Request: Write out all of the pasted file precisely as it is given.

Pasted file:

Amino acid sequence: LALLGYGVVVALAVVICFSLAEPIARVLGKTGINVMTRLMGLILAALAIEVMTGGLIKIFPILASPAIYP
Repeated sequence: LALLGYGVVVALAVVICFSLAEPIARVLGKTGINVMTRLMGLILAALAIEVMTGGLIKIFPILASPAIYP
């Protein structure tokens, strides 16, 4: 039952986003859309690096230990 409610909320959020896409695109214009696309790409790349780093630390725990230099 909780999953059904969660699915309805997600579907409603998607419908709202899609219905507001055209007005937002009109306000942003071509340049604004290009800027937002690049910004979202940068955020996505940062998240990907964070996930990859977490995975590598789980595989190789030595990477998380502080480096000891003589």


Amino acid sequence: LALLGYGVVVALAVVICFSLAEPIARVLGKTGINVMTRLMGLILAALAIEVMTGGLIKIFPILASPAIYP
Repeated sequence: LALLGYGVVVALAVVICFSLAEPIARVLGKTGINVMTRLMGLILAALAIEVMTGGLIKIFPILASPAIYP
């Protein structure tokens, strides 16, 4: 039952986003859309690096230990 409610909320959020896409695109214009696309790409790349780093630390725990230099 909780999953059904969660699915309805997600579907409603998607419908709202899609219905507001055209007005937002009109306000942003071509340049604004290009800027937002690049910004979202940068955020996505940062998240990907964070996930990859977490995975590598789980595989190789030595990477998380502080480096000891003589």